SALEM, Ore./WACO, Texas – The Companion Animal Parasite Council (CAPC) is the nation’s leading source on parasitic diseases threatening the health of pets and people. They have issued the Top 10 Cities Monthly HOOKWORM Report for the past month – with Waco, Texas ranking #5 in the country.

The factors in the spread of hookworm include the growth of dog parks, pet owners not removing stool from the environment and the failure to protect pets with a monthly, broad-spectrum parasite preventative.

This new monthly report alerts pet parents, veterinarians and pet-related services about the emerging threat of hookworm – a zoonotic, parasitic disease threatening the health of both pets and people. The report identifies U.S. metro areas experiencing the highest percentage increase in positive hookworm tests in the last 30 days.

Canine and feline hookworm can be lethal – particularly for puppies and kittens. In national data collected from July 1 – 31, the following ten U.S. cities had the highest percentage increase in positive hookworm tests:

(Courtesy: Companion Animal Parasite Council)

A recent study shows a 47 percent increase in the number of canine hookworm cases in the U.S. from 2012-2018 (Parasites & Vectors, 2019) – with CAPC maps reporting 212,863 positive cases of canine hookworm infections nationwide in 2018.

In dogs, signs of hookworm infection may include dark, tarry diarrhea, anemia, loss of appetite, weight loss and skin lesions. Puppies infected with hookworms are at greater risk due to blood loss.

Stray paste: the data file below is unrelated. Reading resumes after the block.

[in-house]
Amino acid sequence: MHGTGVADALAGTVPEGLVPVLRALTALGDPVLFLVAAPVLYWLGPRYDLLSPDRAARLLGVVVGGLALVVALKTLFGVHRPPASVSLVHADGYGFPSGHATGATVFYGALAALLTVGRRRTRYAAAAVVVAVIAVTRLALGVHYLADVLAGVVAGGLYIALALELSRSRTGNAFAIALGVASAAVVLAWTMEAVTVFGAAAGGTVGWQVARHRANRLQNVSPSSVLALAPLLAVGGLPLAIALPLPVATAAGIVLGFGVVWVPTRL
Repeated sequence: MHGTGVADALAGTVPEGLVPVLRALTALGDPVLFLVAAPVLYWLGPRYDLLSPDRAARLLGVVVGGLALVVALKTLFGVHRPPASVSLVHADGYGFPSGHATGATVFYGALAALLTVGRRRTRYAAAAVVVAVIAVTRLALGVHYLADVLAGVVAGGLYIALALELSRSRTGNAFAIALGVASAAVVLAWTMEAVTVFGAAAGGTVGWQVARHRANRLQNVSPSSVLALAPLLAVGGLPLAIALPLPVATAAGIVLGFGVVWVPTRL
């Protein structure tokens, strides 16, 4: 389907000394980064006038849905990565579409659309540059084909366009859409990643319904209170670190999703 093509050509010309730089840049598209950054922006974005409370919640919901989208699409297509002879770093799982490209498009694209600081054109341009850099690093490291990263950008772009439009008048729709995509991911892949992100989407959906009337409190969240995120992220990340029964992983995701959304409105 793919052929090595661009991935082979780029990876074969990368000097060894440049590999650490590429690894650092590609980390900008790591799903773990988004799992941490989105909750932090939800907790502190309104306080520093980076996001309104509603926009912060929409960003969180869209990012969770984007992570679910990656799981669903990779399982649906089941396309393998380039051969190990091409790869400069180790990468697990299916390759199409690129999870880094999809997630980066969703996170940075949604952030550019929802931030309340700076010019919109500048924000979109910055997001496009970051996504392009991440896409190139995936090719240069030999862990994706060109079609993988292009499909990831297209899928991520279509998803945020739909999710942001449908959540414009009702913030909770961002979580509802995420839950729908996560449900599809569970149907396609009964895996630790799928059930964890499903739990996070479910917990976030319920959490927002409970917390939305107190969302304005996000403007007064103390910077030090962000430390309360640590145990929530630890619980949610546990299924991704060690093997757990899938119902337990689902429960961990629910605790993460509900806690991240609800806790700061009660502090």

In cats, signs of hookworm infection may include diarrhea or anemia. Respiratory disease and pneumonia may occur as larvae migrate through the lungs. In kittens, hookworms can be fatal due to blood loss.

In people, hookworm infection is generally displayed on the skin with itching at the infection site and appears as cutaneous larval migrans – a winding, threadlike, raised rash. People should avoid walking barefoot in areas of potential contamination and wear gloves and shoes when gardening.

Hookworms produce a massive number of eggs on a daily basis, heightening the risk of environmental contamination. Any outdoor area where dogs and cats have access can become reservoirs of hookworm larvae. Typical areas of contamination include neighborhood streets, common areas, backyards, gardens, sandboxes, beaches and rest areas. Regularly removing feces is critical to preventing the spread of hookworms.

CAPC recommends for all dogs and cats to be protected with monthly broad-spectrum parasite control with efficacy against hookworms year-round, and also recommends puppies and kittens be tested at least four times in the first year of life for hookworms and other intestinal parasites – and at least two times per year in adults – even if they are on year-round preventives.

To more closely pinpoint risk areas for hookworm, CAPC Parasite Prevalence Maps (www.capcvet.org) provide hookworm parasite prevalence in every county across the U.S.

Source: Companion Animal Parasite Council